TORONTO (Reuters) - Toronto-Dominion Bank hopes to expand its U.S. wealth management business, targeting a million people with at least $100,000 in liquid assets who already are customers of its growing U.S. retail bank, said a senior executive of Canada’s second-largest lender.
Banks globally are battling to win both high-net worth clients, typically defined as those with at least $1 million in investable assets. Investors with at least $100,000 in assets are referred to as the “mass affluent.”
While TD Wealth already has 2 million customers and C$544 billion ($492 billion) in total assets, most of that is in Canada, where the bank has a strong direct investing and full-service business.
Now it is looking to utilize the retail presence of TD Bank in 14 states from Maine to Florida, the investing services of online broker TD Ameritrade, and the asset management capabilities it gained by acquiring Epoch Investment Partners Inc in 2013, to turn the bank’s clients into wealth management clients - both high net worth and mass affluent.
“The last few years have provided TD with the ability to seed what is a very significant U.S. presence,” Leo Salom, the bank’s executive vice president of wealth management, told Reuters this week.
TD and rival Canadian banks are looking to wealth management for income growth as aging baby boomers focus on boosting retirement savings. This could help offset the drag on profits at the banks’ traditional loan business caused by record high consumer indebtedness and a cooling mortgage market.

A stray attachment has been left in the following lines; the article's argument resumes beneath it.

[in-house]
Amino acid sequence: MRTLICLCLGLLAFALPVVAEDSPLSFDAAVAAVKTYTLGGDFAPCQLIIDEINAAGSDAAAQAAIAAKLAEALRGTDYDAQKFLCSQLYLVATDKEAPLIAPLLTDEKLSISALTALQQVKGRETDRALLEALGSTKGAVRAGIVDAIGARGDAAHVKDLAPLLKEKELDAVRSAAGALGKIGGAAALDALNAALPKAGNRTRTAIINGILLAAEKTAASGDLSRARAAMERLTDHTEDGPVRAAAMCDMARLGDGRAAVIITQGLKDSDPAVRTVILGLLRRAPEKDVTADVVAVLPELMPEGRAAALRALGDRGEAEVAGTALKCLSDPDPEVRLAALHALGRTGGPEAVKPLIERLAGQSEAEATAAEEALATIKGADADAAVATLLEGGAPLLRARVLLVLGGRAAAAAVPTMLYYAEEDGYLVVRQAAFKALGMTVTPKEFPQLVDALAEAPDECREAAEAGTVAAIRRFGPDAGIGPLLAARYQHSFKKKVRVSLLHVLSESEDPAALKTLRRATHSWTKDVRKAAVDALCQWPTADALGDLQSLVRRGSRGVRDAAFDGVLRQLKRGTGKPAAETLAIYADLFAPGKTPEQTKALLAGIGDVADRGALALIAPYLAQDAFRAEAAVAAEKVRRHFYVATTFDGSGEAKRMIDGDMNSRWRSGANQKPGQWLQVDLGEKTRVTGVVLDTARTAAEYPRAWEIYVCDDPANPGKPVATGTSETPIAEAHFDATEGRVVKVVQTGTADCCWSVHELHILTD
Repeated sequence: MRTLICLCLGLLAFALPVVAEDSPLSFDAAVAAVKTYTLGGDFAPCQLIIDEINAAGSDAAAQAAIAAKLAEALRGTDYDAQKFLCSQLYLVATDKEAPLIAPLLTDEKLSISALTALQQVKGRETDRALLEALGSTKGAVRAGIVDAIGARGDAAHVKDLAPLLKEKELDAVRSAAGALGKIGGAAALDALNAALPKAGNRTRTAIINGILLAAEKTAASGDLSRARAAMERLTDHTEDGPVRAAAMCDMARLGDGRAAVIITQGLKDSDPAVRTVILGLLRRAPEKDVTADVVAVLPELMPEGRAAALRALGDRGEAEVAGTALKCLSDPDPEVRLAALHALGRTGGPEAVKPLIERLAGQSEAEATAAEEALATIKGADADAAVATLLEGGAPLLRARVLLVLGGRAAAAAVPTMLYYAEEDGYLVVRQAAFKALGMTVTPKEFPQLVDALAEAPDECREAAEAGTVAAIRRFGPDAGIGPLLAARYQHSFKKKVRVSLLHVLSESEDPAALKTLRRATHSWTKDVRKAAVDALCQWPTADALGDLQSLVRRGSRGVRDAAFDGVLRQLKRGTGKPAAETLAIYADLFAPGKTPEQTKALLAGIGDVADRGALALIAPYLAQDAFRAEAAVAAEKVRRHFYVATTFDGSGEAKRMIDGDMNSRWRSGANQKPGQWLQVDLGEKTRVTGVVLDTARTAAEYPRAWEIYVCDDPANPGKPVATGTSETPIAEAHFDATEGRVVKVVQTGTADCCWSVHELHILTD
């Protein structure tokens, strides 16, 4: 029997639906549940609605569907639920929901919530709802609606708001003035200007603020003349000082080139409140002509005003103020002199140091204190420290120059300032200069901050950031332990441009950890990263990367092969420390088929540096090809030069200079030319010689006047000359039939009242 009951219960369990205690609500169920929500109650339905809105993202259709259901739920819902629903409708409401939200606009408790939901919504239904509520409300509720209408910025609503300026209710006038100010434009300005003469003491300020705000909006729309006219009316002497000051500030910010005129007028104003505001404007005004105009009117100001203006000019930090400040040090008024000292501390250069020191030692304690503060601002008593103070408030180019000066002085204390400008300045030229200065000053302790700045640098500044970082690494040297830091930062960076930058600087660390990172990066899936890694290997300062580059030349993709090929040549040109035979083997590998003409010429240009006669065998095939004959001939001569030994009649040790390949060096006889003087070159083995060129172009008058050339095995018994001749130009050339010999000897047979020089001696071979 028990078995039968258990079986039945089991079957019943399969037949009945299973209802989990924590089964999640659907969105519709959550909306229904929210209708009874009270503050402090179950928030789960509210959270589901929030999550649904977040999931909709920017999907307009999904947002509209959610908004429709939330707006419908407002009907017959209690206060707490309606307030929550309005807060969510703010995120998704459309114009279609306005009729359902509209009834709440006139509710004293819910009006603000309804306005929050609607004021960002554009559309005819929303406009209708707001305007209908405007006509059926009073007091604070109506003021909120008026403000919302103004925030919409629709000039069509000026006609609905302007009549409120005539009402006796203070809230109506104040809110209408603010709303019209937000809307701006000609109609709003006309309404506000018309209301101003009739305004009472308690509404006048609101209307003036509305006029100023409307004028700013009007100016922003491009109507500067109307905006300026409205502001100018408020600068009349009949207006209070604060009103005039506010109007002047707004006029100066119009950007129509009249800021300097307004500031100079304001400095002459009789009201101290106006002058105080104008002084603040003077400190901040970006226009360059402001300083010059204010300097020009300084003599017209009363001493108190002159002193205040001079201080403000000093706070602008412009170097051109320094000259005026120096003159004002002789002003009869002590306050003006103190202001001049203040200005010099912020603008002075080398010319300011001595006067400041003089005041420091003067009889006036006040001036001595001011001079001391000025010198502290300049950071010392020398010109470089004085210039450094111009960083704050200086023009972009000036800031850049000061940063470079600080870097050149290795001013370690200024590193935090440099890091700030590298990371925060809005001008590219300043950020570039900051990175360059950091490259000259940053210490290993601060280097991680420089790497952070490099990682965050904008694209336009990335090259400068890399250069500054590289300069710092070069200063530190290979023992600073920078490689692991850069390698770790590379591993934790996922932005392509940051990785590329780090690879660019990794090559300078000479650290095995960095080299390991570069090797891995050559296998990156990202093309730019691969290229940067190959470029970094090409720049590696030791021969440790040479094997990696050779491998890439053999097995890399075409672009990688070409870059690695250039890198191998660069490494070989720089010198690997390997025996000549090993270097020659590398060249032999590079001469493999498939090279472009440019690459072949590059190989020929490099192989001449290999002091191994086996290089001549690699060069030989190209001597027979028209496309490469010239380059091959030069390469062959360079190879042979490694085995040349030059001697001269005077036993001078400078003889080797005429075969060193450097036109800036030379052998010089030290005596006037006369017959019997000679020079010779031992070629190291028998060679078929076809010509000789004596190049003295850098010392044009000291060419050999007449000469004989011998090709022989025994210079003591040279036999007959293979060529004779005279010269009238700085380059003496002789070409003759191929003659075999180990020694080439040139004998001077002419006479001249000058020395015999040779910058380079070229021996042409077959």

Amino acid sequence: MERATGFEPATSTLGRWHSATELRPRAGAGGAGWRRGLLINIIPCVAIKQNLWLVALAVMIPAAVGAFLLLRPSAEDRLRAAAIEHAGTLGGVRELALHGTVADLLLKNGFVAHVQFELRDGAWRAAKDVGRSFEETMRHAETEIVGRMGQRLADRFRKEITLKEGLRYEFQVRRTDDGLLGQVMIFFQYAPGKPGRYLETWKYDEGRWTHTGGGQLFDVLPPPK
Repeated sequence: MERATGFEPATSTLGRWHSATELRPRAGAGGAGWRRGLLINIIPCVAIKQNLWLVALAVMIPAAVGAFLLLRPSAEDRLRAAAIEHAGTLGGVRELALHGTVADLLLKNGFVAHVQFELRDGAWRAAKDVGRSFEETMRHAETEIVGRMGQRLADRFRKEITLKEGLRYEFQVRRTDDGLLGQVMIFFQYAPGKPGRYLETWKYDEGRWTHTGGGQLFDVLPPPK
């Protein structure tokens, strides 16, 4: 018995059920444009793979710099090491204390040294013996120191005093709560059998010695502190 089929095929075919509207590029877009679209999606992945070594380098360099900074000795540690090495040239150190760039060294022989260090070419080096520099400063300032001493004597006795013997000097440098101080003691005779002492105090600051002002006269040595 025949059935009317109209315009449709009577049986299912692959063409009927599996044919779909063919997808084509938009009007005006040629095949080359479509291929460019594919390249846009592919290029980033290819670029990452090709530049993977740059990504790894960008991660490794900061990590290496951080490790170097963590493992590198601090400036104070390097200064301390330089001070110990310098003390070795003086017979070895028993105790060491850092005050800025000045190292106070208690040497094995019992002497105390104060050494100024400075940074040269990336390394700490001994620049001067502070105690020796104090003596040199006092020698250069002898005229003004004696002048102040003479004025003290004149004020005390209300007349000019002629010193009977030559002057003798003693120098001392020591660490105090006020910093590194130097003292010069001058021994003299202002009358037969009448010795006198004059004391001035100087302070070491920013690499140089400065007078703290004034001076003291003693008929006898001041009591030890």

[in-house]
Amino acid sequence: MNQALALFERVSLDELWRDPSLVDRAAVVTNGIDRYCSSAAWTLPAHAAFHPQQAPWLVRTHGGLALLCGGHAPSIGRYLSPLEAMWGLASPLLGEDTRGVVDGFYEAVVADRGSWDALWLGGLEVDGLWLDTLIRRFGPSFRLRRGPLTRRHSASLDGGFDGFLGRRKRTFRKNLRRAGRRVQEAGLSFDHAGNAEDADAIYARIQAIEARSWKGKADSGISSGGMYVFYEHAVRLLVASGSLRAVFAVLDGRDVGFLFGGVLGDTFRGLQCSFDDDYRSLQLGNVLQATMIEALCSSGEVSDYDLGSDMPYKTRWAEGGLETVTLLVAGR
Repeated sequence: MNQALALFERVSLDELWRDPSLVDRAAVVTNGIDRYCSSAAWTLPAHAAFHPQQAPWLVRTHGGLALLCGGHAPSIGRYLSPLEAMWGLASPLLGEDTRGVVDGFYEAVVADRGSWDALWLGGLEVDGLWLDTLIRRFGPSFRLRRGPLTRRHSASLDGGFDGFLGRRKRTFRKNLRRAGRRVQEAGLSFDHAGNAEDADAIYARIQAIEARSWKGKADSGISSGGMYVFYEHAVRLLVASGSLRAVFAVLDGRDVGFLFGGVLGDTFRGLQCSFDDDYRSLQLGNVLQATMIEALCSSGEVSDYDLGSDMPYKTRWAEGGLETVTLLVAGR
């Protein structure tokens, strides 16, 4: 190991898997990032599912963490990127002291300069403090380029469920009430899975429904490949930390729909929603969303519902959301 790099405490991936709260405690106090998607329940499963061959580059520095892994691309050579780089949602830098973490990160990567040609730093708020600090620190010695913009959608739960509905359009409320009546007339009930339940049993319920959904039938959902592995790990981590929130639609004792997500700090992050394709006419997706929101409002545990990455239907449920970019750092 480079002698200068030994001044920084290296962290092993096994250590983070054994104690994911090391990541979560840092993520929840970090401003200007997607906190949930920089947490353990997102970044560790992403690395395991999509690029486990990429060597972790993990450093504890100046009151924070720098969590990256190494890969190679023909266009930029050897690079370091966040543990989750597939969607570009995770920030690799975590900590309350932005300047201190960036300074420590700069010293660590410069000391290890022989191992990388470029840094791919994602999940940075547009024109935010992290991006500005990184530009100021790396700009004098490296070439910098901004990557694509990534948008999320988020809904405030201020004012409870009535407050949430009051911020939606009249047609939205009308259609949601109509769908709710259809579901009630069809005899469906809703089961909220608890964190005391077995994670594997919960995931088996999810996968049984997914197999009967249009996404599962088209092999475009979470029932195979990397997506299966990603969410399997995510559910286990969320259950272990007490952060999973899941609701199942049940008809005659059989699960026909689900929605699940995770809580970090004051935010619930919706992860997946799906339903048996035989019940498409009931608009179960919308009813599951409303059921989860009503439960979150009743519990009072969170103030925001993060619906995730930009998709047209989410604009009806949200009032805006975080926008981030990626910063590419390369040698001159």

As part of the plan, TD aims to increase the number of private-wealth advisers in the United States to 300 in the next two years, from 150 today.
“Just in the (first) quarter (of 2014) we have 15 additional advisors on the high net worth side. We’re targeting to be able to run at that clip every quarter,” Salom said.
Salom, who joined TD in 2011 and took over their wealth division in 2013, has an up-close view of the U.S. business, regularly commuting from a home in Florida to Toronto.
His previous work with Barclays and Citi including managing retail and private banking operations in Europe, Latin America and the United States.
As TD Bank deepens its U.S. footprint beyond its current 1,300 branches and almost 8 million retail clients, Salom’s job is to shift the wealthiest of those clients into TD’s wealth offerings, from retirement and trading accounts to investment products and family office needs.
TD Bank owns about 40 percent of TD Ameritrade.
As with U.S. banking, U.S. wealth management is far more fractured and diversified than in Canada, where the six largest banks hold a near oligopoly in investment services.
That means TD is competing against the big U.S. banks like Citi or smaller players like Charles Schwab in wealth management. But Salom said simply taking TD’s base of 8 million U.S. clients is a good place to start.
“A little over 1 million (of those) would be mass affluent in nature, (and) the biggest opportunity for us,” Salom said.
While rivals including Royal Bank of Canada and Canadian Imperial Bank of Commerce have explicitly said they want to grow their wealth management businesses globally through acquisition, Salom said TD believes organic growth can get the bank where it needs to be.
“We will be opportunistic if the right acquisition comes along, but the strategy isn’t built on necessarily growing through acquisition,” he said.
($1 = 1.1057 Canadian Dollars)
Editing by Jeffrey Hodgson and David Gregorio